The preferred embodiments of the present invention are illustrated in FIGS. 1-16. FIGS. 1-3 illustrate front, side, and perspective views, respectively, of one embodiment of a drop-prevention lanyard 100 for rolled goods, such as tape and the like. Lanyard 100 in its assembled form has a first lanyard end portion 102, a second lanyard end portion 104 and a lanyard middle portion 106 between first lanyard end portion 102 and second lanyard end portion 104. First lanyard end portion 102 has a first loop 124. Second lanyard end portion 104 is constructed to form an openable second loop 142. Lanyard 100 is assembled from an elongated flexible strap 110 having a first end portion 114 with a first strap end 116, a second strap end portion 117 with a second strap end 118 and a middle or body portion 120 that extends between and connects first strap end portion 114 to second strap end portion 117. In one embodiment, flexible strap 110 is a continuous length of webbing from first strap end 116 to second strap end 118. In other embodiments, flexible strap 110 has distinct sections or segments that are connected together either permanently or releasably. For example, connectors may join together ends of segments of flexible strap 110.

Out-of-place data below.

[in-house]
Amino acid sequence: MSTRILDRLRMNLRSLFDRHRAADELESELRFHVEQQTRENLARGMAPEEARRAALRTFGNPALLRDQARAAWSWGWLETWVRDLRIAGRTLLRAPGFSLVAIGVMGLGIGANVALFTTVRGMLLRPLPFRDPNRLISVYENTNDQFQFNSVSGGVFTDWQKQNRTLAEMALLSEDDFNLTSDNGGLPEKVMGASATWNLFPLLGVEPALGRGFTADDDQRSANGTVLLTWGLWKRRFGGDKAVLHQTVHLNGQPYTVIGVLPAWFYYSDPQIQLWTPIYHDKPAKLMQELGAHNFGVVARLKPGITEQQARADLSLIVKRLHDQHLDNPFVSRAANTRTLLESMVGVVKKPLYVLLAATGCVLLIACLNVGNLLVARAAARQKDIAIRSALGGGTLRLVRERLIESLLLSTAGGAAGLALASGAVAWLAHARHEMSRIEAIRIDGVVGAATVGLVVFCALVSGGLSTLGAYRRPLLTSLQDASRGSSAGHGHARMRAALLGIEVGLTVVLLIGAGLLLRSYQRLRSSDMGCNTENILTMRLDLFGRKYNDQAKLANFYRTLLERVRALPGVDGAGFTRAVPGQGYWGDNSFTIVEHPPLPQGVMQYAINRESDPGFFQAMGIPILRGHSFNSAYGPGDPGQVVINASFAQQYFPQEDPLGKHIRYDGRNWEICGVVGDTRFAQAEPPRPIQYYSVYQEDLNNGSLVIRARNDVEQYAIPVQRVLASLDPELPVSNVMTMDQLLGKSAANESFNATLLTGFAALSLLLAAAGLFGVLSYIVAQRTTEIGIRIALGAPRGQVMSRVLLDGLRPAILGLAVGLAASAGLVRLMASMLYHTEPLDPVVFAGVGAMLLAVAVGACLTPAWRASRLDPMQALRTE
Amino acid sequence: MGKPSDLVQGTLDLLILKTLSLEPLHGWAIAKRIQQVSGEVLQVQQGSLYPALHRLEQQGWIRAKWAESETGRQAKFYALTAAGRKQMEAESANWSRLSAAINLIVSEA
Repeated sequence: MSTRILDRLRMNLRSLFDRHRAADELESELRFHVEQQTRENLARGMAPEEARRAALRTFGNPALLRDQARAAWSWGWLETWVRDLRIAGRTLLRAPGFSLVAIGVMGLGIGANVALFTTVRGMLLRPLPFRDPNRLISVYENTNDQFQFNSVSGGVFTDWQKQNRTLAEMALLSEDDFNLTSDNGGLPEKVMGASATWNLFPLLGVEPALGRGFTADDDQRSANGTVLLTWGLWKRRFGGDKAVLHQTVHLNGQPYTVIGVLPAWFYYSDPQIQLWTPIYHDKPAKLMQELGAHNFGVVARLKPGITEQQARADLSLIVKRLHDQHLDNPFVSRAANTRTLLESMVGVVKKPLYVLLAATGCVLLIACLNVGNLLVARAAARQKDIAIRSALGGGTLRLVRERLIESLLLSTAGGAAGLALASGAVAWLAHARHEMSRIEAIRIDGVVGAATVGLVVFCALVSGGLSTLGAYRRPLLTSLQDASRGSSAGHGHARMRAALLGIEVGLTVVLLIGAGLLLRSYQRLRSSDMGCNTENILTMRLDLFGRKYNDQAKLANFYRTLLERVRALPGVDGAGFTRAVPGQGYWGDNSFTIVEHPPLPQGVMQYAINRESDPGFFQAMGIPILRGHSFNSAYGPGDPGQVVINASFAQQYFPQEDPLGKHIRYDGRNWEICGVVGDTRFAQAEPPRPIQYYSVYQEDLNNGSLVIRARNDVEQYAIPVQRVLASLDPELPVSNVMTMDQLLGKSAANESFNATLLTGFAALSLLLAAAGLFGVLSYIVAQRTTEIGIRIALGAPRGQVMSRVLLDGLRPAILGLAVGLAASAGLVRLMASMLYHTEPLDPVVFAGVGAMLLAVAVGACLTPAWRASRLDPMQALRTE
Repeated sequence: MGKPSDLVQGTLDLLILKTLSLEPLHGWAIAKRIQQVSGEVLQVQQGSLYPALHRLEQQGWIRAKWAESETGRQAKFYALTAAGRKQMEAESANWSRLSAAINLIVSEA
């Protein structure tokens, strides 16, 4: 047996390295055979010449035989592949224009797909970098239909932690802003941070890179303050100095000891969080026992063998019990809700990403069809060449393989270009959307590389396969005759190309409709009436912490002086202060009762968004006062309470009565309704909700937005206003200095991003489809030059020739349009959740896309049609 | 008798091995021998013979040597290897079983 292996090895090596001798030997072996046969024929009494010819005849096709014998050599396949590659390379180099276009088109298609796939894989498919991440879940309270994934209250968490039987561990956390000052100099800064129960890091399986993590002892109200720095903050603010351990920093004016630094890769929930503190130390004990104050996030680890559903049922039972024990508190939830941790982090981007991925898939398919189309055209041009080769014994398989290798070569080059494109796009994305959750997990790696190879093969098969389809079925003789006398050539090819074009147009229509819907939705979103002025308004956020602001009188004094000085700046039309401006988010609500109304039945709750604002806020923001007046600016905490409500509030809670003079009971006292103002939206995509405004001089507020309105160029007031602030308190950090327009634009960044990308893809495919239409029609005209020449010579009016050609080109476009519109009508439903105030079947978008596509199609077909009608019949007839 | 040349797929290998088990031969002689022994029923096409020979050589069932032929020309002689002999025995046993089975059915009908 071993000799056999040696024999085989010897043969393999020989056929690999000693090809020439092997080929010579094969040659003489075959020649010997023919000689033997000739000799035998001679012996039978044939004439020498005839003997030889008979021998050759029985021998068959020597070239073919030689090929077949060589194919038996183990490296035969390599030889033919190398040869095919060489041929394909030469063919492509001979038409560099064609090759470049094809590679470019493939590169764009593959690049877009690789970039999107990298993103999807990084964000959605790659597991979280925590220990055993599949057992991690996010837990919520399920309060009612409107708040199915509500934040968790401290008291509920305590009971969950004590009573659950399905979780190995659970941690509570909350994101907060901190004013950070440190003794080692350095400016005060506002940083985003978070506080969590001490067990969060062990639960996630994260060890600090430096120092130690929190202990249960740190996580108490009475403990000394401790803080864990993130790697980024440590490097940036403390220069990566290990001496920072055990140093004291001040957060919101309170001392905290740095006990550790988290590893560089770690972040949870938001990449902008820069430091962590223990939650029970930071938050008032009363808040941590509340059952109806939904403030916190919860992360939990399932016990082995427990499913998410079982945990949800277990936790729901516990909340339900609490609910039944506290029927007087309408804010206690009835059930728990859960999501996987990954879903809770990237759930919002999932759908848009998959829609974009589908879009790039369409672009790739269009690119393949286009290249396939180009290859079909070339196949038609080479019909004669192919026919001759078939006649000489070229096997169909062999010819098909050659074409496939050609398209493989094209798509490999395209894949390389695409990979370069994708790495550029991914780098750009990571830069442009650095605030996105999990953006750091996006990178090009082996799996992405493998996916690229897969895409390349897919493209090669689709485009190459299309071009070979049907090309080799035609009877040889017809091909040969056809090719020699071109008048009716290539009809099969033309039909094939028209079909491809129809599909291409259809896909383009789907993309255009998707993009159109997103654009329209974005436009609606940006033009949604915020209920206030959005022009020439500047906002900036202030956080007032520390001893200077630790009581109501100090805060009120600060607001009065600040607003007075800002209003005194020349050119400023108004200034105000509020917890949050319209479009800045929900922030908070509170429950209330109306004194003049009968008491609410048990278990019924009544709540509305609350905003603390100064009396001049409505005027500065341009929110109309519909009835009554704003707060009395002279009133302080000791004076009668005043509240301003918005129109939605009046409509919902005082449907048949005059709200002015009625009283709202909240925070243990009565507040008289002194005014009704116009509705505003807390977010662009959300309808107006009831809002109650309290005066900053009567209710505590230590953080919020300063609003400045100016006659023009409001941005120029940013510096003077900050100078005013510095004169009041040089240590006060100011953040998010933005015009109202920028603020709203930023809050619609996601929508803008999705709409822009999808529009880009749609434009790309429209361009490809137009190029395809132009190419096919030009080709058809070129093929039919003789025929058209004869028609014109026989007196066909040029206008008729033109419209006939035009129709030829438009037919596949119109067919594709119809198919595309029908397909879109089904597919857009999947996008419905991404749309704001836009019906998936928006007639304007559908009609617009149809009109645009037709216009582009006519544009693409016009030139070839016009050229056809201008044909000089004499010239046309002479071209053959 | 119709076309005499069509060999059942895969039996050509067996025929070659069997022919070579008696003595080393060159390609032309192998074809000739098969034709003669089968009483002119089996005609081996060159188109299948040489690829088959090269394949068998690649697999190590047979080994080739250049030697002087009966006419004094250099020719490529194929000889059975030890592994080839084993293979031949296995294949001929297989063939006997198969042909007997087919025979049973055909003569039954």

In one embodiment, flexible strap 110 is webbing made of woven nylon, cotton, polypropylene, polyester or other natural or synthetic materials. In some embodiments, flexible strap 110 has a strap width 122 (or diameter 122) of about ½ inch to about one inch. Larger and smaller values of strap width 122 are acceptable depending on the intended use and capacity (weight and/or number of rolls) of lanyard 100. Flexible strap can also be made of non-woven materials, leather, plastic, cord, rope, chain, cable, and the like.

In one embodiment, flexible strap 110 folds on itself with first strap end portion 114 aligned with and connected to body portion 120 at attachment point 126. First strap end portion 114 and second strap end portion 117 each extend from attachment point 126 for coupling to one another to define openable second loop 142. In one embodiment, first strap end portion 114 is attached to body portion 120 by stitching; however, other attachment methods are acceptable and include a grommet, a rivet, a fastener, a connector, a crimp, adhesive, or other means suitable to permanently fix first strap end portion 114 to body portion 120.